Truth will set the “me” free. Not exactly me, as referring to myself, but rather the meaning of me or “I” attached to “myself”. When the meaning of “I” is being stripped from me, “I” do not exist anymore. And in that space, “something” comes into being, which the ego can never, never comprehend. It is like the analogy of the Light trying to understand what Darkness is, except to extinguish itself. “We” are “that” – beyond self.
2 Replies to “Veritas vos liberabit – Truth will set you free”
…..Then it dawned upon me…..
…..When the meaning of “I” is being stripped from me……
…being stripped from….
I am just that shadow play ‘figure’, being moved by the Shadow Player, otherwise, I dont move at all…. ?
I have never met the person who became introspective as a result of pleasure. Philosophies are born from pain and seek to answer troubling questions. Nothing troubles us as much as that which afflicts our sense of self. Nothing afflicts our sense of self and our sense of being alive as much as the sense of a lack of purpose and meaning to our lives.
There is a fundamental contradiction in the conventional way of answering this question, “What is my purpose?”
The question implies we were put here for a purpose — that we as individuals have some unique specific purpose. Then that purpose must precede us. It is a contradiction to simultaneously believe that we then define that purpose.
That purpose would have to be defined by That which put us here in the first place. Therefore, the only defensible answer to the question “What is my purpose?” is to seek and discover That which put us here. This is our true calling, our true purpose. All other answers are to a different question and are, in turn, revealing of our misguided efforts to find ourselves outside of ourselves.
We invent both God and purpose instead of discovering these as a result of directly facing our fears and uncertainties and staring into the “place” from which those fears and uncertainties emanate. We delude ourselves by projecting that invented purpose onto the external world, and we busy ourselves to forget our doubts. That which is responsible for the universe is not in need of any purpose that we would supply.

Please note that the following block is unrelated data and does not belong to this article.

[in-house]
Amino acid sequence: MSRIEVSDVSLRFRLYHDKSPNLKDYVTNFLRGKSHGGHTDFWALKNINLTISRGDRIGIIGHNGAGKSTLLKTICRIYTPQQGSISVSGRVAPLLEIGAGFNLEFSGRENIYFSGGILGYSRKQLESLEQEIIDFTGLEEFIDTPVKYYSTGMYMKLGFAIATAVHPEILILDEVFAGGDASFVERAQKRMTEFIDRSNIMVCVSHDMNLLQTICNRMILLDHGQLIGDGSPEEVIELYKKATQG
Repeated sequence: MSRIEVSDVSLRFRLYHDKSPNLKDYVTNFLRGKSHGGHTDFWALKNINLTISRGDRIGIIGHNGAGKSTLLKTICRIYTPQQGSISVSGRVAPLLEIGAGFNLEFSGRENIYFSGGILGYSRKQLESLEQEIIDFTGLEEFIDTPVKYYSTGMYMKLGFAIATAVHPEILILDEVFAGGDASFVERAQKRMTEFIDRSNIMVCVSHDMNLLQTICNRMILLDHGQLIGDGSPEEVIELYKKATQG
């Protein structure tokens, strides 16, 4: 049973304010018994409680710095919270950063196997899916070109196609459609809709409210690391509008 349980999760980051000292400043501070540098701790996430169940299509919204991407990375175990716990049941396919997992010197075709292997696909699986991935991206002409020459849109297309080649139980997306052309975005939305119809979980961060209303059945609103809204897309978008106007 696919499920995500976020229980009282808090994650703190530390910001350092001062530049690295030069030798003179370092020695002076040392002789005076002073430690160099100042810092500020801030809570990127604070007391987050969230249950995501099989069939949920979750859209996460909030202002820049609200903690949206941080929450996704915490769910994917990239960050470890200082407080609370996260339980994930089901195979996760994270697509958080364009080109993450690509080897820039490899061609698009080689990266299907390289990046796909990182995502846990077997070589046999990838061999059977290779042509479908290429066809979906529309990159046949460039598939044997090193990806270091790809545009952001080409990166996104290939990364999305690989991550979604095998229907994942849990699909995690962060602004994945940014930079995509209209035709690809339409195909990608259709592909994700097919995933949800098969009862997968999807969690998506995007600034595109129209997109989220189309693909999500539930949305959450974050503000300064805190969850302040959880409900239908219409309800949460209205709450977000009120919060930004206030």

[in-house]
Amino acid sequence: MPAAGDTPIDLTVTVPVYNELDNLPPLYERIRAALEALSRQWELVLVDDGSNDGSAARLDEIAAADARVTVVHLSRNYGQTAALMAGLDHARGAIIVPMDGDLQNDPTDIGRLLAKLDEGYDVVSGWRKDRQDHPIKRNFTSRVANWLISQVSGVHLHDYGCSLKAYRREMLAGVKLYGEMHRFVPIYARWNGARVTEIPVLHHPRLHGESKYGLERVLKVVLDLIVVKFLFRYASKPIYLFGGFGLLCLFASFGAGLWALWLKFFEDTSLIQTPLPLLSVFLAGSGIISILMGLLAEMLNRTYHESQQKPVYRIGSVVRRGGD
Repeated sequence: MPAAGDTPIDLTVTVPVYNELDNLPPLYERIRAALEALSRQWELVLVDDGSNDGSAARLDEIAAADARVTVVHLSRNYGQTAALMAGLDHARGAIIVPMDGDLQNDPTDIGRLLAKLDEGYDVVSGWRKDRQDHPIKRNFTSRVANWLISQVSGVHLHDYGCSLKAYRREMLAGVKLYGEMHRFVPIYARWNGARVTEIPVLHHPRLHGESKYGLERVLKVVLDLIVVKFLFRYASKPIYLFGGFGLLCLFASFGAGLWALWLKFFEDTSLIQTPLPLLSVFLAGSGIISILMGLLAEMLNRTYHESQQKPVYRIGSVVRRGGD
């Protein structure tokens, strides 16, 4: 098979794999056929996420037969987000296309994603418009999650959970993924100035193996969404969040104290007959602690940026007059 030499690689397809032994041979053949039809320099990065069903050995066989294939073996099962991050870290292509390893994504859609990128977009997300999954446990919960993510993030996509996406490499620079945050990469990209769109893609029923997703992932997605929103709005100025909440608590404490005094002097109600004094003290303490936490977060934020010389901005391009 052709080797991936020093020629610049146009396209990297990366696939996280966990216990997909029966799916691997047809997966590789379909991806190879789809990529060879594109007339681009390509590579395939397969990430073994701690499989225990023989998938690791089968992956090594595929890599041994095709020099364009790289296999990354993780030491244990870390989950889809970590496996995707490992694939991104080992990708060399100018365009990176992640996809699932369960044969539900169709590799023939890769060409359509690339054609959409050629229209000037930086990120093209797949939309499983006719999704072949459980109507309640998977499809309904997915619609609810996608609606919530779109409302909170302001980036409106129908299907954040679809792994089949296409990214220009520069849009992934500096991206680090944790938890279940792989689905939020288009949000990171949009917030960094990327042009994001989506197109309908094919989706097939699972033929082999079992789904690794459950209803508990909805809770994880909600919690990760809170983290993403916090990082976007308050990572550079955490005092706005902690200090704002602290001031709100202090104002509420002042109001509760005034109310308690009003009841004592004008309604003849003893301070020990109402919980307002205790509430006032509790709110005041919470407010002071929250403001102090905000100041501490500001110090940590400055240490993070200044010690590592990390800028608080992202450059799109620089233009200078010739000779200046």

Our worldly endeavors represent an outward-looking search for purpose that echoes our deep inner calling. The real value in those endeavors lies in the effect that their failure to satisfy this calling has upon our attention.
They will ultimately lead us back to the question and to looking within. If, after building their great pyramids, the pharaohs felt empty still, then perhaps they noticed this inner call remained unsatisfied, that life’s purpose remained undiscovered. Perhaps that propelled their attention to turn in upon itself, leading them to discover that which engulfs them, their pyramids and the entire world and — in so doing — answered the question of their purpose once and for all.
We don’t know why we are here. We fear our death. To assuage that fear, and lacking knowledge of our purpose, we invent purpose. To settle for this external, self-invented purpose is to deny our true calling — and to miss the opportunity for our real purpose to be revealed. It is equivalent to denying our Source and Its purpose for the universe. It betrays a lack of faith in life. If we didn’t create ourselves, then we must already be fulfilling our purpose.
No one can predict just what life circumstances will be helpful or harmful to the unfolding of our journey to discover our true purpose. Conventional success may be what one person requires before they can face the deeper question of purpose. For another it might be what the world considers as failure.
I think there is great power in accepting our circumstances and the accompanying uncertainty — and therein finding inspiration to keep looking deeply into the questions: “Who am I? What am I? What is my life?”